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I find this problem challenging:

Use the method of characteristics to solve $u_t+u_x^2=t$ with $u(x,0)=0$.

I know I'm supposed to let $p=u_x$ and $q=u_t$. Then I get $F(x,t,u,p,q)=p^2+q-t=0$. But what to do from there eludes me.

Any help/hints to the solution process would be greatly appreciated.

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$u_t+u_x^2=t$

$u_{tx}+2u_xu_{xx}=0$

Let $v=u_x$ ,

Then $v_t+2vv_x=0$ with $v(x,0)=0$

Follow the method in http://en.wikipedia.org/wiki/Method_of_characteristics#Example:

$\dfrac{dt}{ds}=1$ , letting $t(0)=0$ , we have $t=s$

$\dfrac{dv}{ds}=0$ , letting $v(0)=v_0$ , we have $v=v_0$

$\dfrac{dx}{ds}=2v=2v_0$ , letting $x(0)=f(v_0)$ , we have $x=2v_0s+f(v_0)=2vt+f(v)$ , i.e. $v=F(x-2vt)$

$v(x,0)=0$ :

$F(x)=0$

$\therefore v=0$

$u_x=0$

$u(x,t)=g(t)$

$u_t=g_t(t)$

$\therefore g_t(t)=t$

$g(t)=\dfrac{t^2}{2}+C$

$\therefore u(x,t)=\dfrac{t^2}{2}+C$

$u(x,0)=0$ :

$C=0$

$\therefore u(x,t)=\dfrac{t^2}{2}$

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Another way (probably better) way is to use the method of characteristic for non-linear first order PDE. We have:

$$ds = \frac{dx}{F_p} = \frac{dt}{F_t} = \frac{du}{pF_p + pF_p} = \frac{-dp}{F_x + pF_u} = \frac{-dq}{F_t + qF_u}$$

where $p = u_x$ and $q= u_y$

For our equation we obtain the following relations:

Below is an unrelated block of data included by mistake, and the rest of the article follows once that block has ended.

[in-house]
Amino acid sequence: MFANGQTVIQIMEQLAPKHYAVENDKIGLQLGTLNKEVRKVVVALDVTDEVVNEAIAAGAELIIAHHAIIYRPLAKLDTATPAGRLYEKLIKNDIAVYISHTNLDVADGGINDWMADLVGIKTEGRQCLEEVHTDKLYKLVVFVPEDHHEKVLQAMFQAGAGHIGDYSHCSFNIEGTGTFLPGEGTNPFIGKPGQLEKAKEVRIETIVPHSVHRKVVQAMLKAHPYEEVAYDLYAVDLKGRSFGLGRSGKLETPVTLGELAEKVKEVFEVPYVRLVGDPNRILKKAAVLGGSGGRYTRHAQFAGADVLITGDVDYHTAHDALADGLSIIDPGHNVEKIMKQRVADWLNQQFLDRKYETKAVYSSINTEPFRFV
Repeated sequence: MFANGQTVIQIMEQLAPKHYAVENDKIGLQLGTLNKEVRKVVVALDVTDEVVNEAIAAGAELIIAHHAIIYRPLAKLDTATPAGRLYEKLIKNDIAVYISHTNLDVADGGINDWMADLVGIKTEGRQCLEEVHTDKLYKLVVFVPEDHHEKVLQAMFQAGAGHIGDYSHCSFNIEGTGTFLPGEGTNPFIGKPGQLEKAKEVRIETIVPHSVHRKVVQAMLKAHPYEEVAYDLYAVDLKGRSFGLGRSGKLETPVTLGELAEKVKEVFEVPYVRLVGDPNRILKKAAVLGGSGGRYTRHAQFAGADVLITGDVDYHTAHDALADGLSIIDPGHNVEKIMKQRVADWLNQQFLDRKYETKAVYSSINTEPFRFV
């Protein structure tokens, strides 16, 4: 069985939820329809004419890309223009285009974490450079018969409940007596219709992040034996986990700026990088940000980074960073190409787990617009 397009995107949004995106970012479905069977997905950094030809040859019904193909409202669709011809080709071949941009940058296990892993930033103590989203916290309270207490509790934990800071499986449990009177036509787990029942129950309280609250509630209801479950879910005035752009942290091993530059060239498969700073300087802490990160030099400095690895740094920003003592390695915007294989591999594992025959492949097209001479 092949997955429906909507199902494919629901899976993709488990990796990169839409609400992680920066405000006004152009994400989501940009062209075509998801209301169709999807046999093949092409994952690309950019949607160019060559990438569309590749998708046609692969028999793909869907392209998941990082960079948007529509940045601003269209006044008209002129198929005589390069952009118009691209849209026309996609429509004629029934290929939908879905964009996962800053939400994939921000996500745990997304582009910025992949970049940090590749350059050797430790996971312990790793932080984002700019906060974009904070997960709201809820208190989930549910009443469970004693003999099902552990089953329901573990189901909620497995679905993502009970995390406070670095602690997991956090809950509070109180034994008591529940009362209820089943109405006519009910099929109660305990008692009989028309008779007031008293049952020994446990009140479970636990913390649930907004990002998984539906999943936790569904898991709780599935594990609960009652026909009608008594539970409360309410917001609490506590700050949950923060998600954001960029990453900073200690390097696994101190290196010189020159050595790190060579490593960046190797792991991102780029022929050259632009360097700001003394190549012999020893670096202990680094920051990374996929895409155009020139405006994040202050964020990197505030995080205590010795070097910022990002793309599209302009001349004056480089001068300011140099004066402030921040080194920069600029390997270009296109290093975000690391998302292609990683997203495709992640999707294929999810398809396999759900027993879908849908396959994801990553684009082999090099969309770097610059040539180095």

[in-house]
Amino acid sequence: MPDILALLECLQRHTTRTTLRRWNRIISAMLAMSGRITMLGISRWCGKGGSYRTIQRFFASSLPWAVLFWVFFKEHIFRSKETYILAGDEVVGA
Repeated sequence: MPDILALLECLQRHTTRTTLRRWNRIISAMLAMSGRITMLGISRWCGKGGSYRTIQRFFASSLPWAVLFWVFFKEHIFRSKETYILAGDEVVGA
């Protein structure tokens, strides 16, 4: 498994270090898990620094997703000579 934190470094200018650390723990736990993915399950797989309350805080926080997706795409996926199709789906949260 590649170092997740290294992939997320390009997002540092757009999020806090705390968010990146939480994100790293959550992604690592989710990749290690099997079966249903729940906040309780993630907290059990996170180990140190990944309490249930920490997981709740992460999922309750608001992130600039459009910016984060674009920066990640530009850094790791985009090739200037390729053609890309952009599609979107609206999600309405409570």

$$ds = \frac{dx}{2p} = \frac{dt}{1} = \frac{du}{2p^2+q} = \frac{-dp}{0} = \frac{dq}{1}$$

From this we obtain that $p = C_1$ is a constant and also $dq = dt \implies q=t+C_2$. Plugging into the PDE we obtain the relation $\boxed{C_2 = -C_1^2}$. Now as $q$ depends only on $t$ and $p$ only on $x$ we can integrate the following

$$du = pdx + qdt = C_1dx + (t-C_2^2)dt $$

$$\implies u = C_1x + \frac{t^2}{2} - C_1^2t + D$$

This gives you the complete integral of the PDE. Plugging in the initial values we have that $0 = C_1x + D \implies C_1 = D =0$, which yields the aprticular solution $u(x,t) = \frac{t^2}{2}$

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  • $\begingroup$ Where can I find a derivation of the first equation? I want some intuitive explanation for it. $\endgroup$ – Prince Kumar Aug 22 '18 at 7:08
  • $\begingroup$ @PrinceKumar At the moment I don't have any resource at hands, so unfortunately I can't explicitly direct you to anything. However I think a quick Google search should yield some nice results. If I'm not mistaken this method is known as method of charactersitics $\endgroup$ – Stefan4024 Aug 22 '18 at 13:59
  • $\begingroup$ Yes. But I get many articles describing this for the case of 1st Order Linear PDE or at most Quasilinear, but not a general non-linear case. That's why I wanted to know any textbook sources as standard textbooks are much better at explaining such complex topics in simple manner. $\endgroup$ – Prince Kumar Aug 22 '18 at 19:24

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